With a potential of at least 7.1 GW of offshore wind projects, PGE can certainly play an important regional role in ensuring Europe’s security of supply. But, to make this happen we need to be working hand in hand with the Commission. These projects are not only capital-intensive but also require strengthened grids. As lowering the electricity bills for consumers becomes more important than ever before we need to look at the transition costs from the holistic system perspective. This is why we believe that the excess profits from CfDs above the reference price should be redirected to finance renewables, storage, and grid development, which is necessary to enable faster deployment of renewables.

With such an ambitious strategy, what is the main obstacle to faster deployment of renewables?

Wojciech Dąbrowski: For example, technical limitations of the grid are the single biggest reason behind the number of refusals to connect renewable installations in Poland, and the number is on the rise: in 2017/18 all grid network operators made more than 200 refusal decisions, in 2021/22 nearly 3,500. Even if almost all of them are related to the PV photovoltaics boom, in most recent months almost 80% of the applications are being refused due to technical limitations of the grid. In total, between 2015 and 2021, operators issued more than 6 000 refusals to connect to the grid installations with a total capacity of 30 GW. This represents almost half of the currently installed generation capacity of all types of sources in Poland.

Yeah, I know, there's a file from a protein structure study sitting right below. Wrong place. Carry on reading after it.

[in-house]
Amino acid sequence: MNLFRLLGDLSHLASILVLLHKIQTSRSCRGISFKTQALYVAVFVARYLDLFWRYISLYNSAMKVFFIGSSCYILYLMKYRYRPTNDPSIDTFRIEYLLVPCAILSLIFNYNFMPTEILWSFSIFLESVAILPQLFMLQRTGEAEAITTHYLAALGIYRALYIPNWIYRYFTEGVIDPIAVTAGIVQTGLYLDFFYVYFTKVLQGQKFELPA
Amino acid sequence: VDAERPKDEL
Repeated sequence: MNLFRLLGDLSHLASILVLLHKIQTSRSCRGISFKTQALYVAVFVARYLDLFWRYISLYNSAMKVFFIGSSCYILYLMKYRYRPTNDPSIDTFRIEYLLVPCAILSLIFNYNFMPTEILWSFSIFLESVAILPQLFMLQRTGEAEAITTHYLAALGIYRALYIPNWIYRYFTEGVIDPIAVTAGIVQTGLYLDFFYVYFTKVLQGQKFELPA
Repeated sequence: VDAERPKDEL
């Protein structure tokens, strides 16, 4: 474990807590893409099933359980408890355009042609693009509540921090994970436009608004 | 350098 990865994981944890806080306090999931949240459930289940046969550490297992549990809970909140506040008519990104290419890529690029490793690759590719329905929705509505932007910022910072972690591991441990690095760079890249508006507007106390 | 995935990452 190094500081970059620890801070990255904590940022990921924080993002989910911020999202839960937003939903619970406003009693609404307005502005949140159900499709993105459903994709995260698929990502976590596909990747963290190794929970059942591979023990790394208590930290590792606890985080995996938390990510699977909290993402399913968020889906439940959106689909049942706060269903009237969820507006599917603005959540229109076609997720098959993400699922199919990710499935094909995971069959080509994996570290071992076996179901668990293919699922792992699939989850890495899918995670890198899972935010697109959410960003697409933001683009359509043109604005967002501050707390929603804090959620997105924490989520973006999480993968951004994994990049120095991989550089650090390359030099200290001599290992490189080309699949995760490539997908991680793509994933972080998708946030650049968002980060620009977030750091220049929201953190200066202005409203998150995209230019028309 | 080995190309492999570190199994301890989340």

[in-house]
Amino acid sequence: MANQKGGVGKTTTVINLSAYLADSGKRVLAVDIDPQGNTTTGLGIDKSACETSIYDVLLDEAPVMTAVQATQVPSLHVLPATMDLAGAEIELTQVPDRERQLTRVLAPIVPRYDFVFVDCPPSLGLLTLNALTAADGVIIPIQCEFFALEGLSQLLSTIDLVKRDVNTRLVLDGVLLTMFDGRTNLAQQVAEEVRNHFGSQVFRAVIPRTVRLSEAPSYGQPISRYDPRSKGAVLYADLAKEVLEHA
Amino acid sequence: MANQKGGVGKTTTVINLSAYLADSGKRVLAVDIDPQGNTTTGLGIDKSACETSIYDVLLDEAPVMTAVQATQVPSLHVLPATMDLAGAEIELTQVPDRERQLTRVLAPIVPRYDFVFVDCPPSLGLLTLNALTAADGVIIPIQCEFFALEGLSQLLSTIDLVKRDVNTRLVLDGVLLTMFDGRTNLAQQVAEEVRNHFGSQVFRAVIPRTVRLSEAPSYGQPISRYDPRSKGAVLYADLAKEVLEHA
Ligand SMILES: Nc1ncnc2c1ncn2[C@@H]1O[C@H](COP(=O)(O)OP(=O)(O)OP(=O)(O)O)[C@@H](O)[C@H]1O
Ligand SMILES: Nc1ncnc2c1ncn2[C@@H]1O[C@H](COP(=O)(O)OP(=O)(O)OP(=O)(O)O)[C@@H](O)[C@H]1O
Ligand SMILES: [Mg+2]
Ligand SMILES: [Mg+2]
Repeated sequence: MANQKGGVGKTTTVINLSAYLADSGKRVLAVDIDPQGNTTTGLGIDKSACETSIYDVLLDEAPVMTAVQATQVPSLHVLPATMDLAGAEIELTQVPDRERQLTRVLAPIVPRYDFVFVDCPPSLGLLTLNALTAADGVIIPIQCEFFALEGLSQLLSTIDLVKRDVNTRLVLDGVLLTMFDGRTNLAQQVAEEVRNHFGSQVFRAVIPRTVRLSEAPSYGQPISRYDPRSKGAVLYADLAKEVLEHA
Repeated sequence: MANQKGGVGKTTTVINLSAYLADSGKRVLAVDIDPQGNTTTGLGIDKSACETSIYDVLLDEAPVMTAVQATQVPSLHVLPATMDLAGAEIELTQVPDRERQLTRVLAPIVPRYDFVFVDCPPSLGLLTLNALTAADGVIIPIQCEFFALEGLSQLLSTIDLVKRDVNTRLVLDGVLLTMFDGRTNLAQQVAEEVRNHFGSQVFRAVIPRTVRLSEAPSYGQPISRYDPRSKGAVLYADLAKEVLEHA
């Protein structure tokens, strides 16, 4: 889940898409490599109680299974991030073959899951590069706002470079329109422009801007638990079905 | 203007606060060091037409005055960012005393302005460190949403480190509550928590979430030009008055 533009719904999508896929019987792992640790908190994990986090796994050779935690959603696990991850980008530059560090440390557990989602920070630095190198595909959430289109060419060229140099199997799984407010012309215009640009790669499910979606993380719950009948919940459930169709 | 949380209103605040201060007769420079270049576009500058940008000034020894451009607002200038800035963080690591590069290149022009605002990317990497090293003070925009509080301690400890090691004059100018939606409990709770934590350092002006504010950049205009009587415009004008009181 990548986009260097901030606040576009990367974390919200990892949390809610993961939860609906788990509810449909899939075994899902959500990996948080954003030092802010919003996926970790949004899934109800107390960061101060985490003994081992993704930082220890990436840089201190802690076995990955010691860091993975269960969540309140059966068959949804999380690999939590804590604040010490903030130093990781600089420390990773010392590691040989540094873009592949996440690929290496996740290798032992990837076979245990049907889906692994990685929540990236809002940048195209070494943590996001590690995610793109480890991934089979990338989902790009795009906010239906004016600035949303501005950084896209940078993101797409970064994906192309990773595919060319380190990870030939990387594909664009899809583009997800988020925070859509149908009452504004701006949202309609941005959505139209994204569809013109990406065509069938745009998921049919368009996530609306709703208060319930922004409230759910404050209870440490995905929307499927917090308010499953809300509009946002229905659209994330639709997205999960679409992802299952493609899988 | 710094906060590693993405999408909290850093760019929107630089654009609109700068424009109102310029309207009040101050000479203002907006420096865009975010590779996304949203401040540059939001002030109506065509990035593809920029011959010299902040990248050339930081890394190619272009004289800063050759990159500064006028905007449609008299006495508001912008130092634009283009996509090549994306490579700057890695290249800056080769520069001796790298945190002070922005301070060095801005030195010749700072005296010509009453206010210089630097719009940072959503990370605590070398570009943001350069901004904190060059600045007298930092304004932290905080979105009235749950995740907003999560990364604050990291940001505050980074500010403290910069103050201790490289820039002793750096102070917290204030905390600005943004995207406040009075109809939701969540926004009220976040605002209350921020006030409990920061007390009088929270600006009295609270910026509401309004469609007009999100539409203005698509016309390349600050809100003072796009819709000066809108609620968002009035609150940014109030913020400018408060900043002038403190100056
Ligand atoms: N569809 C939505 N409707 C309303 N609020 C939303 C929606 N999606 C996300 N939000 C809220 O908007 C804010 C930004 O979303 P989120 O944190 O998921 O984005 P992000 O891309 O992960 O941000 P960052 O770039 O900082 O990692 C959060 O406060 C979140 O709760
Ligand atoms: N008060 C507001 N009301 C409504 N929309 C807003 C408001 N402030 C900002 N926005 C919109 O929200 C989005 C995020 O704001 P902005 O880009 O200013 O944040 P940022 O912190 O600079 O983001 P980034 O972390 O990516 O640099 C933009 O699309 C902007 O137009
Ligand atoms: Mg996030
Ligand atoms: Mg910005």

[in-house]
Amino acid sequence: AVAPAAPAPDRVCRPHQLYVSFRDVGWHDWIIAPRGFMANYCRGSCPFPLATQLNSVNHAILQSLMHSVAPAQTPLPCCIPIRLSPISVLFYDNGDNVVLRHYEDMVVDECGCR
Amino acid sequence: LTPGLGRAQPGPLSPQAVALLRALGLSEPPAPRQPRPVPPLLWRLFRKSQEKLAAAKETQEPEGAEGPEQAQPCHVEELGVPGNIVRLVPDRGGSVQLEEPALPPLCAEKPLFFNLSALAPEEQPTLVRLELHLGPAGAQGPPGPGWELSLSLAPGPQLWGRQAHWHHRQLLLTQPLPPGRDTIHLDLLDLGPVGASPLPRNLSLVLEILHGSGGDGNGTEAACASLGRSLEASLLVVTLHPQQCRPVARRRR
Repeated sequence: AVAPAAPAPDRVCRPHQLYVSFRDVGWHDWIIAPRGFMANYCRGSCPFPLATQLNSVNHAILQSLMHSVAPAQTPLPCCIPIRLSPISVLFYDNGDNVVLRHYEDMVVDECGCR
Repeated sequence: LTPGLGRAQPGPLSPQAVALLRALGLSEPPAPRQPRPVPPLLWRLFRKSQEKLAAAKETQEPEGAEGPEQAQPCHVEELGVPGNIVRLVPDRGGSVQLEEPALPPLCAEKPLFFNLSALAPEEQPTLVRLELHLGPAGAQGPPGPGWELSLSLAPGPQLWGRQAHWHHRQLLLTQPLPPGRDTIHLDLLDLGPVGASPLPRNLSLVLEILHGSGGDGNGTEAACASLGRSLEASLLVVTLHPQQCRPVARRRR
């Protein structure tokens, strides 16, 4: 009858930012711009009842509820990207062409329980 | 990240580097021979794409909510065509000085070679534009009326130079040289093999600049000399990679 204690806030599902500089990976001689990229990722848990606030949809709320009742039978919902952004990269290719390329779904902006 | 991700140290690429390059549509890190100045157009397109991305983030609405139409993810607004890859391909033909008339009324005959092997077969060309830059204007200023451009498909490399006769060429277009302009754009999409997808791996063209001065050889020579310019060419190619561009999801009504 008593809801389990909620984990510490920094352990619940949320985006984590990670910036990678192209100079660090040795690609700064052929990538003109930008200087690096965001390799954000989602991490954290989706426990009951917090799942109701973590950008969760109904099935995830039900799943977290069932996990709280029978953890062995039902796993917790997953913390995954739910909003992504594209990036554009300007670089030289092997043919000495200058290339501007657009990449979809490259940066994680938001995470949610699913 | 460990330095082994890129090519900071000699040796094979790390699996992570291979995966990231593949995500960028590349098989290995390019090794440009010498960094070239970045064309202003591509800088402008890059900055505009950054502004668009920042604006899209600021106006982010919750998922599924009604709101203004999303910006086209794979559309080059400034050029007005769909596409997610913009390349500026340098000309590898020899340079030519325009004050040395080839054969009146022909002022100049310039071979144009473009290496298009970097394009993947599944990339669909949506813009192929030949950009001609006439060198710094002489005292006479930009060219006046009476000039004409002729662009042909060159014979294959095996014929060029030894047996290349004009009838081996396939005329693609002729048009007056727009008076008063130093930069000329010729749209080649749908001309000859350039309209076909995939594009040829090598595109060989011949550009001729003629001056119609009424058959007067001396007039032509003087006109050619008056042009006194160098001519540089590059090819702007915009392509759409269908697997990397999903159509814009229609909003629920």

If technical difficulties to integrate renewables into the grid prevail, the outdated transmission and distribution infrastructure will remain the biggest barrier to accelerated renewables development so the investment incentives here should come from the adequate market design. This is why we call on policymakers to ensure a stable regulatory framework for distribution grids, which guarantees a satisfactory rate of return on grid modernisation and reinforcement investments.

So what should the Parliament and the Council do with this proposal in your opinion?